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Pearce CL, Templeman C, Rossing MA, et al, on behalf of the Ovarian Cancer Association Consortium. Association between endometriosis and risk of histological subtypes of ovarian cancer: a pooled analysis of case–control studies. Lancet Oncol 2012; 13: 385–94. Prat J. Ovarian carcinomas: five distinct diseases with different origins, genetic alterations, and clinicopathological features. Virchows Arch 2012; 460: 237–49. Kurman RJ, Vang R, Junge J, Gerd Hannibal C, Kjaer SK, Shih IM. Papillary tubal hyperplasia: the putative precursor of ovarian atypical proliferative (borderline) serous tumors, noninvasive implants, and endosalpingiosis. Am J Surg Pathol 2011; 35: 1605–14. Bedaiwy MA, Hussein MR, Biscotti C, Falcone T. Pelvic endometriosis is rarely associated with ovarian borderline tumours, cytological and architectural atypia: a clinicopathologic study. Pathol Oncol Res 2009; 15: 81–88. van Leeuwen FE, Klip H, Mooij TM, et al. Risk of borderline and invasive ovarian tumours after ovarian stimulation for in vitro fertilization in a large Dutch cohort. Hum Reprod 2011; 26: 3456–65.

In a pooled analysis of 13 case–control studies, Pearce and colleagues1 noted a two-fold to three-fold increase in the risk of clear-cell, low-grade serous, and endometrioid invasive ovarian cancer, but not high-grade serous invasive ovarian cancer, in association with self-reported endometriosis. The investigators ultimately seek improved risk stratification methods to individualise prevention and early detection strategies. We think that this study is a small step towards that goal; however, several methodological and statistical considerations should temper the enthusiasm for surveillance at this stage. First, Pearce and colleagues’ study lacked information about specific subtypes of endometriosis, making pathogenic inference difficult.

Although ovarian endometriomas can generate a proinflammatory microenvironment conducive to ovarian cancer development because of proximity, whether peritoneal or vaginorectal deep-infiltrating endometriosis would increase the risk of ovarian cancer more than for other gynaecological cancers is unclear. Second, no information was available regarding treatments received, which makes assessment of a potential effect modification by surgery or danazol treatment impossible.2,3 Third, although dismissed by the authors, a recall bias is likely. Recall bias should not affect the histological type of the ovarian cancer, but could inflate the strength of the association. Recall bias is shown by the finding that two of the 13 included studies had a prevalence of endometriosis in controls lower than 5% and ten had a prevalence lower than 10% (widely used as a benchmark estimate).4 An additional piece of evidence that brings the association into question is the decrease, rather than increase, in the risk of ovarian cancer with the removal of patients with specific length of exposure duration.1 Finally, this study should be put in perspective, and should not serve as a call for universal screening of women with endometriosis. The yearly incidence of all types of ovarian cancer in the USA is 13 per 100 000 women,5 and the data from Pearce and coworkers’ study raise this incidence to roughly 39 per 100 000. If a screening test is optimistically assumed to be 99% sensitive and 99% specific, the corresponding positive predictive value in this population is only 3·7%. In other words, of 100 women who test positive, 96 would have falsepositive results and have to undergo more tests, some of which might be invasive. Although the investigation by Pearce and co-workers is a meaningful advance towards defining the role of endometriosis in the development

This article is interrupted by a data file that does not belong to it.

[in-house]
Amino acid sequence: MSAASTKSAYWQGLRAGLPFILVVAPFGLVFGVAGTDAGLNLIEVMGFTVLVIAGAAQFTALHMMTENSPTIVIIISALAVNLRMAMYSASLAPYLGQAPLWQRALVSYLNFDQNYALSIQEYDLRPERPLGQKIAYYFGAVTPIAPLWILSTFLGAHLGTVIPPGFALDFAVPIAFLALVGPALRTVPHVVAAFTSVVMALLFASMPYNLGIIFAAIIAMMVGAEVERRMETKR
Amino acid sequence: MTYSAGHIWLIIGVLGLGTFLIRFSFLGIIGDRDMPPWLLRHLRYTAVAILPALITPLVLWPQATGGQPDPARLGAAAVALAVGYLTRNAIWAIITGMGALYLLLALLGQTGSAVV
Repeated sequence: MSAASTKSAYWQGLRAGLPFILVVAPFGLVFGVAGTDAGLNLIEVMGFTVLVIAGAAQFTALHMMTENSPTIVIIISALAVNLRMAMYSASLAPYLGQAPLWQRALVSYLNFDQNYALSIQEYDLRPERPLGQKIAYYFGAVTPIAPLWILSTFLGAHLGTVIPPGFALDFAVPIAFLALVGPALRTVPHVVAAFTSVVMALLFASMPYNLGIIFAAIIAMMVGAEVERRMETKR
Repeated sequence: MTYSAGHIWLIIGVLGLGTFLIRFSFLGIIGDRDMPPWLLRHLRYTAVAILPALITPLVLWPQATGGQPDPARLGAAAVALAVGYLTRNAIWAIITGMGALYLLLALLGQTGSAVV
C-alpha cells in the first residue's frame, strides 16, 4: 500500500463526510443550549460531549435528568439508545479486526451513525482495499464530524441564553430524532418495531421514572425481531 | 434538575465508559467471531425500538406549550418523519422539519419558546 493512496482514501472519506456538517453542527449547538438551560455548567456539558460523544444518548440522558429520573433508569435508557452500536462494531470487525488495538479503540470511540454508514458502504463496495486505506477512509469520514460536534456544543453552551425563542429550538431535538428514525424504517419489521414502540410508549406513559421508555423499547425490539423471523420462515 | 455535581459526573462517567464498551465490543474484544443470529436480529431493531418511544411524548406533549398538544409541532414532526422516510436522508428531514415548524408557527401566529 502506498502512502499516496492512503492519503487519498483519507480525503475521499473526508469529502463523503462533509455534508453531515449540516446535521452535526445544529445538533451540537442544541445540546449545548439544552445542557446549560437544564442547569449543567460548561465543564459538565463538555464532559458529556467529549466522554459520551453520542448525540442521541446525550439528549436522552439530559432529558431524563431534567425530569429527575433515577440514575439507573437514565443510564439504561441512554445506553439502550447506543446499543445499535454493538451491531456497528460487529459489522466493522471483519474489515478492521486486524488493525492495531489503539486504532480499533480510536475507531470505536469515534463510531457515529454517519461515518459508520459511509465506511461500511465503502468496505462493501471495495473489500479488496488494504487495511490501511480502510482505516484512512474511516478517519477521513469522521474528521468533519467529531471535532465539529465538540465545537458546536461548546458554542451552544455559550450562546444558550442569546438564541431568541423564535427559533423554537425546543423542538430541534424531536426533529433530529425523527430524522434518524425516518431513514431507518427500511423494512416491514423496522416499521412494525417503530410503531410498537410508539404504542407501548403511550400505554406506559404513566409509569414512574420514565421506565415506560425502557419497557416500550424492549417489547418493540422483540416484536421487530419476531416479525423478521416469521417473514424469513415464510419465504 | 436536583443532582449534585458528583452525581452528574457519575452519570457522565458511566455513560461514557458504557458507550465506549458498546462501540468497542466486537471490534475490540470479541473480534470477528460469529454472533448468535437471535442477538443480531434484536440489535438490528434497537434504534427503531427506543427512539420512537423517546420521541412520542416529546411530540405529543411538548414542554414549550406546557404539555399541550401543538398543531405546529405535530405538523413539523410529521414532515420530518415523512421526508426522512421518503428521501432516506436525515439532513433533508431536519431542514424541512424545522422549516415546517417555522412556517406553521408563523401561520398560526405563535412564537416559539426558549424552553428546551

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from histological characteristics. Similarly, the epithelium of tubal fimbria is not thought to be a precursor of high-grade serous ovarian cancers, but rather P53 signatures or even only serous intraepithelial carcinomas.2,3 Atypical endometriosis has been reported in 2–3% of excised ovarian endometriomas although its prevalence might be much lower.4 Many low-risk patients might request unnecessary extirpative surgery because they are worried about having premalignant disease, unless only specifically patients with atypical endometriosis are deemed at high risk. Pearce and colleagues suggest more definitive endometriosis treatment and risk-reduction surgery as potential treatment options in women at otherwise undefined high oncological risk. Alternatively, the chemopreventive use of oral contraceptives, which substantially reduces the risk of ovarian cancer in women with endometriosis, could be considered. Women with endometriosis have around 98·5% lifetime probability of not developing invasive ovarian cancer, compared with 99% in the general female population. Having endometriosis seems much less risky than undergoing in-vitro fertilisation, which is associated with a three-fold increase in risk of invasive ovarian cancer.5 The notion that all forms of endometriosis are precursor lesions of most type I epithelial ovarian cancers implies the need for strict surveillance, serial screening, and systematic surgical exploration of suspected disease. The psychological consequences for millions of women persuaded to live with a potentially serious disease are not determinable. In view of the high prevalence of endometriosis, the low incidence of clear-cell and endometrioid ovarian cancers, and the modest increase in the small lifetime risk of all invasive forms, would the enormous organisational efforts reduce mortality or result in inappropriate investment of scarce health-care resources?